The house itself is a modification of the Greek Revival style whose popularity had drifted across the pond from the likes of James 'Athenian' Stuart but whose classical allusions were uniquely appropriated in America as a noble style for a still-young democracy.
Its construction, being wood when a similarly sized English house would certainly be of stone, its brick foundation, and most especially its decorative features--the shutters, the picket fence, and the wonderful added fillip of trellis--are quintessentially American.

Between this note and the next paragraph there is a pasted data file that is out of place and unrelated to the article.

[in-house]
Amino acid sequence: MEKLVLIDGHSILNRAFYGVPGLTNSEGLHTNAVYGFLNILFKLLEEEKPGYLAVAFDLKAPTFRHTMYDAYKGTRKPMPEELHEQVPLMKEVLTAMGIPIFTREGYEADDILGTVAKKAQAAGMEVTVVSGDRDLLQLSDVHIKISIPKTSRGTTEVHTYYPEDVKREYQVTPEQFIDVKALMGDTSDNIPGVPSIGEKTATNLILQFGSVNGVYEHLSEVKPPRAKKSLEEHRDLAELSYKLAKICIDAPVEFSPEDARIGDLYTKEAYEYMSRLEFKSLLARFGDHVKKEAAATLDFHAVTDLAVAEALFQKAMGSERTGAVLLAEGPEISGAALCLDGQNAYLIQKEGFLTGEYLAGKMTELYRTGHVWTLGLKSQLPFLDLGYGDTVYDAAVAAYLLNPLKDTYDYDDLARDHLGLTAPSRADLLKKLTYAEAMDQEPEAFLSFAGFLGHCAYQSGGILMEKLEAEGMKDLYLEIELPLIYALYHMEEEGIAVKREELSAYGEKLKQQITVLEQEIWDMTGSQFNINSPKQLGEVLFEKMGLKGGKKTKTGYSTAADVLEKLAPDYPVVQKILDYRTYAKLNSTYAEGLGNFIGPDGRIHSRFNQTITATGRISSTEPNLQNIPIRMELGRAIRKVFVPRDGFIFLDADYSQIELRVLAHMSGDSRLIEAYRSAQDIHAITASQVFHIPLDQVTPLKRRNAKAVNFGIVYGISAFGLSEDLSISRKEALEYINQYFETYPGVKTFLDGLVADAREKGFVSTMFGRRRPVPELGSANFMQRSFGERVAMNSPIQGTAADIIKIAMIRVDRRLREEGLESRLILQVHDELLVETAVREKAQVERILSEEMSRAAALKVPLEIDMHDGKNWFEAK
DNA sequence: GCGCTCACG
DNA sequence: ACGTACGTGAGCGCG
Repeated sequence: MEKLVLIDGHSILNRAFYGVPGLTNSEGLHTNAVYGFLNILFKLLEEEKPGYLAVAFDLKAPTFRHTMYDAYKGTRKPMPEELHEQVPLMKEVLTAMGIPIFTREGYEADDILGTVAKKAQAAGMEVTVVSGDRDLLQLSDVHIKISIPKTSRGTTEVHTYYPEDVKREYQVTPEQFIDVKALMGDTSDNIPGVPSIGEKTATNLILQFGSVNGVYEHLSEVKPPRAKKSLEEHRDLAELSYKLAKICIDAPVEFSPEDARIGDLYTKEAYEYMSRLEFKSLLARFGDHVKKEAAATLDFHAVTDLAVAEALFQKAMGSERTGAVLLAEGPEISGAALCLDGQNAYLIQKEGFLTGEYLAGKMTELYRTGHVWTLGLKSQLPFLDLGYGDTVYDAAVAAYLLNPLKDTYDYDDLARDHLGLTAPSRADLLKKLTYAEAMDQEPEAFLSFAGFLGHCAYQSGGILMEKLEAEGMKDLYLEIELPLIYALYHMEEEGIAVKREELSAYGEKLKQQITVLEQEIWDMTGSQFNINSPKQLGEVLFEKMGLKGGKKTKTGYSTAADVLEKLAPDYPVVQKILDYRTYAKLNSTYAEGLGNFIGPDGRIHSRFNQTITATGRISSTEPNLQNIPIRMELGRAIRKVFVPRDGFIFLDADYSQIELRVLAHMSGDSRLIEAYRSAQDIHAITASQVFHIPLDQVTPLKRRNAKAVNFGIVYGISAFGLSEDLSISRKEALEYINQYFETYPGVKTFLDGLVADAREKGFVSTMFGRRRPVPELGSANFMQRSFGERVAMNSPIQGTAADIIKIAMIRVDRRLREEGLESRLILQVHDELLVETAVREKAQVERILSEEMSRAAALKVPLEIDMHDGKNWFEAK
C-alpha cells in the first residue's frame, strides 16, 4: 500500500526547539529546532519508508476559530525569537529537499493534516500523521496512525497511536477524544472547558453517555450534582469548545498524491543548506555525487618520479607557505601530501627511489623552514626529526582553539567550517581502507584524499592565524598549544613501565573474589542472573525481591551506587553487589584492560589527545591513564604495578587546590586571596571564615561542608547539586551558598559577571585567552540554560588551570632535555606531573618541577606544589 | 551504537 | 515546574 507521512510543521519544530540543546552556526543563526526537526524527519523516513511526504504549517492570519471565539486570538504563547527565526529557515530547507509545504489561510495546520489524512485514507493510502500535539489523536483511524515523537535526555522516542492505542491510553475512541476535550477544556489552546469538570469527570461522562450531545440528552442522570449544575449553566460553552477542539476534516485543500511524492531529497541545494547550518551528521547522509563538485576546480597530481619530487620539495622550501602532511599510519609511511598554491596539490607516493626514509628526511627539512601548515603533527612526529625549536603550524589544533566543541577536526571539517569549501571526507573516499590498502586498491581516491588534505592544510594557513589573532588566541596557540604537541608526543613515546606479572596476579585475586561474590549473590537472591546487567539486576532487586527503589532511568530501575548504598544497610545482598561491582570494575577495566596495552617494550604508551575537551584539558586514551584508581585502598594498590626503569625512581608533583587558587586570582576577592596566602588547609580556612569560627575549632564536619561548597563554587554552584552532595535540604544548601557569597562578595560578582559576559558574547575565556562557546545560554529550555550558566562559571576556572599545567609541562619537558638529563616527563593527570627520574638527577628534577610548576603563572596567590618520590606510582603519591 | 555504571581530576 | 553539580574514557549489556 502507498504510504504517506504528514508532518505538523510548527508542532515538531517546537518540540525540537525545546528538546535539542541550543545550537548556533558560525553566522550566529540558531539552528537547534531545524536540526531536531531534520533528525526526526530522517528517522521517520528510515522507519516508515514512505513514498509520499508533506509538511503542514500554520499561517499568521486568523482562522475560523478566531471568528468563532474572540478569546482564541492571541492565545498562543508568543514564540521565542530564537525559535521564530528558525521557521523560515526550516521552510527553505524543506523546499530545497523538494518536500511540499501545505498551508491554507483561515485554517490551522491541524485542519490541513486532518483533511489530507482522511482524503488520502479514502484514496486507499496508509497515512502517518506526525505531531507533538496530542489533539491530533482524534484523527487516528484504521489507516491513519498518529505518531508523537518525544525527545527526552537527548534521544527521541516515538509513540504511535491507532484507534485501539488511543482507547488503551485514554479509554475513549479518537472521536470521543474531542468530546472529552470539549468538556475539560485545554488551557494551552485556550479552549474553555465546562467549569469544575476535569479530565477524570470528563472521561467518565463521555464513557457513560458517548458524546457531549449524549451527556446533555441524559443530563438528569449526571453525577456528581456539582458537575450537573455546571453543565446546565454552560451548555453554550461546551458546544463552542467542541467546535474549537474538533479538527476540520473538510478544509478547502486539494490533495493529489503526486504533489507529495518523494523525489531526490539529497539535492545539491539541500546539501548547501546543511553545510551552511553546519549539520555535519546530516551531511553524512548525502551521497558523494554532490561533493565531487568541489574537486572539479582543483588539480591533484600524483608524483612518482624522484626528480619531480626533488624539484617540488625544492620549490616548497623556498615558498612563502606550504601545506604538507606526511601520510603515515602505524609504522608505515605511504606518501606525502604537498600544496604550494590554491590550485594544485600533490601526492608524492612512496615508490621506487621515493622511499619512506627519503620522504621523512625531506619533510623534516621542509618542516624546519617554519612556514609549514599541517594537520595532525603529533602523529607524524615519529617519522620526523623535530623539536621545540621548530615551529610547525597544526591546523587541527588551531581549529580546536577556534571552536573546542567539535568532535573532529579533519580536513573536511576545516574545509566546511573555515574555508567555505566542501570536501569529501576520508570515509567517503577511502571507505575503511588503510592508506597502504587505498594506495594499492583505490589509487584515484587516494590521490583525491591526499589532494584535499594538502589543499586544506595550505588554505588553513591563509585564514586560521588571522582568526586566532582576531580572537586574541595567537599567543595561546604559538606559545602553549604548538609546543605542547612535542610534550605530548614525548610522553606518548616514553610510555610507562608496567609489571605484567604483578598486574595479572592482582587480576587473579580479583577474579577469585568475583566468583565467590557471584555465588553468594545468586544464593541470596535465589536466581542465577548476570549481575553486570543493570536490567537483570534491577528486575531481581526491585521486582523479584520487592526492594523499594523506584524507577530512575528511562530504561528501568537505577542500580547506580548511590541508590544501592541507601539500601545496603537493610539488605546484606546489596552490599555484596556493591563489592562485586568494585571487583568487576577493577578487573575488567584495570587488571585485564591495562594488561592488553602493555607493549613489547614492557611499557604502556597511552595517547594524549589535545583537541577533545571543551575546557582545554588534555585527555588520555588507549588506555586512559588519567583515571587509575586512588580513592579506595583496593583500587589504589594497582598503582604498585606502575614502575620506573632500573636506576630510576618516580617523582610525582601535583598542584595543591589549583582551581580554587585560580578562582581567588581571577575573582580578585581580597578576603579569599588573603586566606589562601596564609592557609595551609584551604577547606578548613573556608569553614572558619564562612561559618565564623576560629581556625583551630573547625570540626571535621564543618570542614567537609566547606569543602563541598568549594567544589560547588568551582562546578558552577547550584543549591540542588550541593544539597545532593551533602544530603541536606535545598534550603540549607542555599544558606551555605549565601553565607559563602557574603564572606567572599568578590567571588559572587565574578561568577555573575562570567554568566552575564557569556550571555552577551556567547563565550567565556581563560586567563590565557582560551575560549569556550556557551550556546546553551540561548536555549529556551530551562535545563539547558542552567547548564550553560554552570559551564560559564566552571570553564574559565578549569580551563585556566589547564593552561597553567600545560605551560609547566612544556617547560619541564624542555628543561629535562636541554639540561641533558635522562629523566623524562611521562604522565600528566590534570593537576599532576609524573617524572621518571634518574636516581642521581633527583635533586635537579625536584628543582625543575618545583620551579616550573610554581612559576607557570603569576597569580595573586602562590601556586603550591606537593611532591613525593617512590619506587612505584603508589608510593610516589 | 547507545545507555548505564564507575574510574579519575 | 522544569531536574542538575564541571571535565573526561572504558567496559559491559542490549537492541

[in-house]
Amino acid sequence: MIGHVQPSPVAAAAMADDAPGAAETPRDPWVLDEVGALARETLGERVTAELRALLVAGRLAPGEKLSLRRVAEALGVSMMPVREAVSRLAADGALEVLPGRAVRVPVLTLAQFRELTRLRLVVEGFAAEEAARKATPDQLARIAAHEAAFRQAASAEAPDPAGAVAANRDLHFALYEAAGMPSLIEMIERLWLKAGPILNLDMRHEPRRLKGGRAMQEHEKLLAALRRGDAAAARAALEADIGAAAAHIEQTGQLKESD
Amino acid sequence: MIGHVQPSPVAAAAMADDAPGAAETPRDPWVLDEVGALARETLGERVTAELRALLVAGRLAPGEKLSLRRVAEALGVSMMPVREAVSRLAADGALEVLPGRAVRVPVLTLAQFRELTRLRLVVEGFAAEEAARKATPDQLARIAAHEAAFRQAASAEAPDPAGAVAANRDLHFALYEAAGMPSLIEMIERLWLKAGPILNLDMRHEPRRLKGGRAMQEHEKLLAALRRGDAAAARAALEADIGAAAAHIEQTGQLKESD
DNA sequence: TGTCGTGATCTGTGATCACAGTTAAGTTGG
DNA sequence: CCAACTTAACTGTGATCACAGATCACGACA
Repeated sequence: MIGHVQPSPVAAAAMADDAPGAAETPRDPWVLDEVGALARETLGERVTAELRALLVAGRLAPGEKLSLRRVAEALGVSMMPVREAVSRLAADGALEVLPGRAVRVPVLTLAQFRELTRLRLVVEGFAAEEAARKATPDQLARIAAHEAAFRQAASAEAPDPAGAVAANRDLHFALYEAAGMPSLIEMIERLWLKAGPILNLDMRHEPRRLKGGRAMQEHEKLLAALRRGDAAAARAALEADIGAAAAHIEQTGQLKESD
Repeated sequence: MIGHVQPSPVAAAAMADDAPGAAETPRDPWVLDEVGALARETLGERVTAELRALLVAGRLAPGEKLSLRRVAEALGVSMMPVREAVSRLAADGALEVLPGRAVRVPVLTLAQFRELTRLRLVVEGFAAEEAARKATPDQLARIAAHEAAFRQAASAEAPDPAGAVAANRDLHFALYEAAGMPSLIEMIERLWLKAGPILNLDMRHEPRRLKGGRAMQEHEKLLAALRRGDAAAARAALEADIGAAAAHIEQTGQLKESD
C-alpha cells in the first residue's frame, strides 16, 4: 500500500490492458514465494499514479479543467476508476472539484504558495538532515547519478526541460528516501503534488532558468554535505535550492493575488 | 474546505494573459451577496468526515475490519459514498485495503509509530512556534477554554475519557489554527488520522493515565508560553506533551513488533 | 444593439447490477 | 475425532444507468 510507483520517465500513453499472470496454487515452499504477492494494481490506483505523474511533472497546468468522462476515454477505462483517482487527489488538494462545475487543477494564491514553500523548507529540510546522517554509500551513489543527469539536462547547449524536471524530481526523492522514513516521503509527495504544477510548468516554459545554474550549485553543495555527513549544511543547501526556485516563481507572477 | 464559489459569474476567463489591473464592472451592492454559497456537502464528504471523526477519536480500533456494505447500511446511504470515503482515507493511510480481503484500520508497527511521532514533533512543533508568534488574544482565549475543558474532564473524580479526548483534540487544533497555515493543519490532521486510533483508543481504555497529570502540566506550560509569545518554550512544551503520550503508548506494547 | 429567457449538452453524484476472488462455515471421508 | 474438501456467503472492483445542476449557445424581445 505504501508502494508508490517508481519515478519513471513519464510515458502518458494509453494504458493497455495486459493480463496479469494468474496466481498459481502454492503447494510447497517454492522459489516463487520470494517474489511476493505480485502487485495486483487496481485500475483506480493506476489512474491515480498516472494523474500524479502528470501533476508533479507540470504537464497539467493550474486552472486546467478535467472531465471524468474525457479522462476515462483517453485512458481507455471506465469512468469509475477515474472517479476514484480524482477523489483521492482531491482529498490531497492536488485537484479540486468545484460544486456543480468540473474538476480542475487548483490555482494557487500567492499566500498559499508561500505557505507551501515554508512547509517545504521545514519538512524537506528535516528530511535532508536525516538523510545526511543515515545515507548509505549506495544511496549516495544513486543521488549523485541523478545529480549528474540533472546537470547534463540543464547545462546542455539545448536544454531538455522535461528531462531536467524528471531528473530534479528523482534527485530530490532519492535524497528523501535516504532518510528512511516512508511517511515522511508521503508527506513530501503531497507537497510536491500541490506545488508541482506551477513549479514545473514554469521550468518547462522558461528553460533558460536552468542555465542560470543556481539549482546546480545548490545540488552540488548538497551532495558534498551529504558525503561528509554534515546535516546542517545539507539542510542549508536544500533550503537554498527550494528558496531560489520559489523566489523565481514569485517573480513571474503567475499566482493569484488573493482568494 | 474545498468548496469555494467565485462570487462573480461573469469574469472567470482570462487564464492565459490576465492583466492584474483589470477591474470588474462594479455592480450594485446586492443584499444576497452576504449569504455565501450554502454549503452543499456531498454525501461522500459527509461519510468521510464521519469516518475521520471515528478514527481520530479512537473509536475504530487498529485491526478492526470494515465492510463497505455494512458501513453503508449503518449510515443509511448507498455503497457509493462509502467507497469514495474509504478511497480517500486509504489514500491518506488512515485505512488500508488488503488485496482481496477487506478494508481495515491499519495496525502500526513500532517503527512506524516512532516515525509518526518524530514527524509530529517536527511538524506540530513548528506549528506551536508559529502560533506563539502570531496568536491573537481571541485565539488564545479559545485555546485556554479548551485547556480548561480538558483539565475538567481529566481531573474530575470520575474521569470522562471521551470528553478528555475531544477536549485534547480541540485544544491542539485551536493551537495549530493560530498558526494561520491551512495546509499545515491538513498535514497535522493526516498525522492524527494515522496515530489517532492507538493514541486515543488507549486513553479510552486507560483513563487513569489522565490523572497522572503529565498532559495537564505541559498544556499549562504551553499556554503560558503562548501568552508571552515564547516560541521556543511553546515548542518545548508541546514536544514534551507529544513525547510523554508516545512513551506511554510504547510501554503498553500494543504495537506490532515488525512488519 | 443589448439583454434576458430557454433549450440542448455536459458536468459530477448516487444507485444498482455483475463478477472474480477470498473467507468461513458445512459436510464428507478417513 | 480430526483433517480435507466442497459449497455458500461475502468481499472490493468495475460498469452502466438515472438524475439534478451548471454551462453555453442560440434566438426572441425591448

Greek Revival houses are highly symmetrical, and so have a strong natural axis running through them; the line on which you could place a mirror and both sides would look alike. It is so logical for this to extend from the house into the garden that a Greek Revival (or any strongly symmetrical) house looks lost in its landscape without that continuation of the axis. It would be more common for this to be done using a straight allee of trees; here the axis continues through a circular drive which would have been a turn-around for carriages. It is perhaps a reflection on Georgia's mild climate that the turnaround is not nearer the house, as would be more typical. At Bellwood, ladies would rarely need to worry about disembarking in the rain.